At 8:29 the regional train came through and I loaded my bike into the compartment with a bicycle logo on the sliding door. On the way, a Swiss girl and a German guy sat down near me and began cuddling each other’s knees and kissing. He was wearing cycling gear and was going on some kind of a ride. It seemed that she was seeing him off. They sat across from each other, the girl on my left, and every time she spoke to him in Swiss German, he responded back in measured standard German. From the context, it seemed that he was from Berlin. I watched the misty landscape outside, and noticed a long length of river which had been transformed into a sculling area, with the occasional sculling team pulling their way through the dark waters. Within half an hour, we were in Luzern and we stayed there for about ten minutes or so, and lots of people got on and off. Then the train started heading back the way it had come.
I had forgotten to get out at Luzern at and change trains. The train was heading back to Zug. It wasn’t until the ticket man came by and looked at my ticket funny, that I realized what I had done.
The German man across from me consulted his phone and advised me to step out at Zug and take the next connection back to Luzern. I gathered my things and changed seats, but at 9:29 the train left Zug and I had again forgotten to get out and change trains. Realizing that I had made a double blunder, I glanced over at the couple, who met my eyes across the train with a mixture of sympathy and confusion. It really was a simple matter of getting off the train at the right station.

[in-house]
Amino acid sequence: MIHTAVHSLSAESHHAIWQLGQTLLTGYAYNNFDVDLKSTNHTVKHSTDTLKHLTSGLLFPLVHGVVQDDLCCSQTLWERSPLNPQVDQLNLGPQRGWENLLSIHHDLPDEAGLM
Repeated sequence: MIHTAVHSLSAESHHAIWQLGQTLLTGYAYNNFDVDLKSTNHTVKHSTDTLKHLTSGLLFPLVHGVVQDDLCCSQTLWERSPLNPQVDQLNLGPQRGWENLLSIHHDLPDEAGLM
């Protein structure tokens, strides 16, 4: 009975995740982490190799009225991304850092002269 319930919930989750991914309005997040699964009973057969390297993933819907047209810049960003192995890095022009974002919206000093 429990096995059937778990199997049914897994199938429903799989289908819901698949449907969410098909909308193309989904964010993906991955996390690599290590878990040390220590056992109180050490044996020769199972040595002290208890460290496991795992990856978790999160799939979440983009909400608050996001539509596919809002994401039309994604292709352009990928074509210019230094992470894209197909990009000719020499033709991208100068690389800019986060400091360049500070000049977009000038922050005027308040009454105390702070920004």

At this point, I pulled my bike out of the metal stabilizer and backed it past the other passengers into the doorway, so that I could immediately leave at the next stop. At this point I had to continue on to Thalwil, and while I waited, I talked in the train to a marketing specialist for the Emmi Caffe Latte, who was also cycling and gave me advice after consulting her SBB app. She was also departing at Thalwil to meet up with a friend for a cycling tour to Flims, south of the Vierwaldstättersee. I was concerned that I would have to buy another ticket, but she said that she also had made mistakes with changing trains many times, and that the ticket men were nice, and would understand what had happened. Finally, we both took our bikes off the train at Thalwil, where I took the next train to Luzern. This time I stayed in the doorway the entire time to ensure that I wouldn’t look track of where I was.